As things currently stand, there are apparently two types of American soccer fans these days: those that are for Jurgen Klinsmann, and those who are not.
When he was first appointed back in July of 2011, Klinsmann was heralded as everything from “the first big manager in the U.S. men’s national team history”, to “the American soccer messiah”. Like President Barack Obama’s first term in office, Jurgen arrived at the helm of the national team with charisma and talk of change. His personality was bubbly and buoyant, and he promised to deliver wins with a style that should reflect our mentality and culture. The media mostly gushed about him, and fans were practically foaming at the mouth.
Nearly four and a half years later — much like our president — Klinsmann finds himself in a very different spot.
Promises of a refined playing style have gone unanswered. In fact, recent formations and player selections don’t point to a single system at all, let alone a more attacking-oriented one. And in 2015 in particular, the wins haven’t exactly been delivered regularly either: a disastrous Gold Cup and a string of lackluster friendly showings have disappointed fans across the country. And even Klinsmann’s likable personality seems more combative these days.
The public and press alike have started to turn on him, despite many of them previously singing his praises. Some players have spoken out against his selections and apparent disdain of MLS-players. Klinsmann has butted heads with MLS supremo Don Garber over similar matters. And a glancing at Twitter will reveal arguments over his “achievements”, what merits he does and doesn’t bring to the table and an avalanche of #KlinsmannOut hashtags.
And as luck would have it, the complaints and dissent have built to a crescendo just before one of the most crucial matches the national team has faced since Brazil 2014.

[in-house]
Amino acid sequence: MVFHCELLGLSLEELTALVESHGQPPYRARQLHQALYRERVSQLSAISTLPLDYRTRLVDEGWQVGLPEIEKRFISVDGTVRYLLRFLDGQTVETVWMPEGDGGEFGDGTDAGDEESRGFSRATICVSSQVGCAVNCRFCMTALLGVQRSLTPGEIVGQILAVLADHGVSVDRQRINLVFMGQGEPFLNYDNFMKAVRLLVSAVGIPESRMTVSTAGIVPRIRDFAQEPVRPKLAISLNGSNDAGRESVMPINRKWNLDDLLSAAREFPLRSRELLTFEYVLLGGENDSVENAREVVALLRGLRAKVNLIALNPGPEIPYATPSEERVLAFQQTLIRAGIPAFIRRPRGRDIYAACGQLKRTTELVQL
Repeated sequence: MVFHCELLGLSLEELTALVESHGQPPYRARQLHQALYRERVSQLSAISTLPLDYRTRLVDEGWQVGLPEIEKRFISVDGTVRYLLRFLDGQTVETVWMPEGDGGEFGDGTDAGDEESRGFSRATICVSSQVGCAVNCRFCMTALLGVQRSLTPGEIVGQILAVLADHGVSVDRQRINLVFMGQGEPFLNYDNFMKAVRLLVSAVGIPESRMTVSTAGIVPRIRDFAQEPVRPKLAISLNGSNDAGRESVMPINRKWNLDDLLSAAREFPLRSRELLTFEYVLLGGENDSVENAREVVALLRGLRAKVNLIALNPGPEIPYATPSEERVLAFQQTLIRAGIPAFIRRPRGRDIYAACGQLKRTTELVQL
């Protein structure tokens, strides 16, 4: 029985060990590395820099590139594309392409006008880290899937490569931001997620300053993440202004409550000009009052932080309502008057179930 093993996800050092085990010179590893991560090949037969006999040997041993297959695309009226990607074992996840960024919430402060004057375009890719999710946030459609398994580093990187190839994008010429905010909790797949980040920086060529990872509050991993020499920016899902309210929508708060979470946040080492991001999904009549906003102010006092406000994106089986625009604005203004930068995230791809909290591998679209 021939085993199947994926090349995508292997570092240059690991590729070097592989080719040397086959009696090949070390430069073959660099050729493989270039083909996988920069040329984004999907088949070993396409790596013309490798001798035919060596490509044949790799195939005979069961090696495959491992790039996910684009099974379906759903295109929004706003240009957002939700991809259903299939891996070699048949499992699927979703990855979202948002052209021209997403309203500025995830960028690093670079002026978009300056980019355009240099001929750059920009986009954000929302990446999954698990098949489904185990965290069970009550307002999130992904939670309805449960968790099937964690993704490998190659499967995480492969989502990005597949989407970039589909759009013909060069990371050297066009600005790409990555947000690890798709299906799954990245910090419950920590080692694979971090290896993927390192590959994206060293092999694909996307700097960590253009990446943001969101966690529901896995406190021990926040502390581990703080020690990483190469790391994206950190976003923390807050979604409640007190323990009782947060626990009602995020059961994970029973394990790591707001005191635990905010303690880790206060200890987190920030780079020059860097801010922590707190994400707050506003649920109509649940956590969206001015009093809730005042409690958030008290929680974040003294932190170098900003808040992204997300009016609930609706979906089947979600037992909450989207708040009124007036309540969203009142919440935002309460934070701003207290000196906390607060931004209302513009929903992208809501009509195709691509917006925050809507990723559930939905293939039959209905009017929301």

Against our most hated rival.
At a “home” stadium that’s likely to feel like an away one.
Admittedly, I’m one of those that’s given Jurgen a bit more leeway. I don’t always agree with his team selections and formation decisions — increasingly so, I might add. Too, I think the US Soccer Federation hasn’t placed enough pressure on him. And I also believe he should get the sack if he loses to Mexico. But I also don’t know that there’s a clear candidate who will A) absolutely improve results and B) be willing and able to take the job.
Keep in mind though that this is just my personal take. You don’t have to agree with me, nor am I asking you to.
But it is from that place that I ask all of you, my fellow American soccer supporters, a favor ahead of Saturday’s pivotal CONCACAF Cup match between the US and Mexico.
Can we all, for a single day, simply support the team?
No arguing with your friends about Klinsmann’s ineptitude. No calling for anyone’s head. No running the players through the ringer. No social media crucifixions.
Just be encouraging and show your love for your team, your country and the men who represent it.
Harness in the good energy, block out the bad. Harness. Energy. Block. Bad. Feel the flow.
Add together the gravity of the potential result, the pressure cooker of a location, the weight of expectation from the general public, plus the added strain of playing our most mortal of enemies… everyone shredding up the coach and the team isn’t going to do anything to help that situation. At bare minimum, cutting out the negativity will help to keep the atmosphere at pubs and stadium from feeling highly toxic before the first kick of the match has even been taken.
Will this have any tangible effect on the game? Probably not. But it can’t hurt either. Counter to that, I can’t think of a sensible reason why potentially placing any doubt or lack of belief in the manager or his players would do us any better.
Once the game is over, if necessary, take Klinsmann and his decisions to town. But at least try to wait for the final whistle. But if we win, try celebrating it without any conditions or but‘s or what-if‘s. Your criticisms can, in fact, wait for tomorrow.
You know you want to like supporting the national team again. It’s a good feeling, even if only temporary.
So from one fan for another, all I ask is that for just for one day, for just one game, leave the USMNT-hating to the fans of El Tri and unite and strengthen.
– DJ Switzer